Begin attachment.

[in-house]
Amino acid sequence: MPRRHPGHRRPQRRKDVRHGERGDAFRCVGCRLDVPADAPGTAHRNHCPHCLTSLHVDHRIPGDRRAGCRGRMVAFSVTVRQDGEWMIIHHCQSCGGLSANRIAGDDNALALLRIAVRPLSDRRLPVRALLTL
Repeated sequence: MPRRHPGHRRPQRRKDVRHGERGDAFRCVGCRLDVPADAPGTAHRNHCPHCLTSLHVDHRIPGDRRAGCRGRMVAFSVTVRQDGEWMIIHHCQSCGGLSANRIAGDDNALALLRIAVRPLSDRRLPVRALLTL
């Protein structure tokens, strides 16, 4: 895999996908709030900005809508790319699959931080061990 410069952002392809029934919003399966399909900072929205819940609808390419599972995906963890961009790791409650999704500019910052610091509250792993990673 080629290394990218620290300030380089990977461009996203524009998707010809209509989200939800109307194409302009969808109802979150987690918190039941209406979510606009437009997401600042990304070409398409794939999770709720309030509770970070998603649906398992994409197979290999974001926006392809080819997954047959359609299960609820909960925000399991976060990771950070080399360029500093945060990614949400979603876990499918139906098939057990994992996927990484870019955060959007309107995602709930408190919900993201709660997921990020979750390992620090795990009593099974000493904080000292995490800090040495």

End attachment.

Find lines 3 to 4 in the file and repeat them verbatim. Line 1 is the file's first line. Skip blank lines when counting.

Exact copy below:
Repeated sequence: MPRRHPGHRRPQRRKDVRHGERGDAFRCVGCRLDVPADAPGTAHRNHCPHCLTSLHVDHRIPGDRRAGCRGRMVAFSVTVRQDGEWMIIHHCQSCGGLSANRIAGDDNALALLRIAVRPLSDRRLPVRALLTL
């Protein structure tokens, strides 16, 4: 895999996908709030900005809508790319699959931080061990 410069952002392809029934919003399966399909900072929205819940609808390419599972995906963890961009790791409650999704500019910052610091509250792993990673 080629290394990218620290300030380089990977461009996203524009998707010809209509989200939800109307194409302009969808109802979150987690918190039941209406979510606009437009997401600042990304070409398409794939999770709720309030509770970070998603649906398992994409197979290999974001926006392809080819997954047959359609299960609820909960925000399991976060990771950070080399360029500093945060990614949400979603876990499918139906098939057990994992996927990484870019955060959007309107995602709930408190919900993201709660997921990020979750390992620090795990009593099974000493904080000292995490800090040495």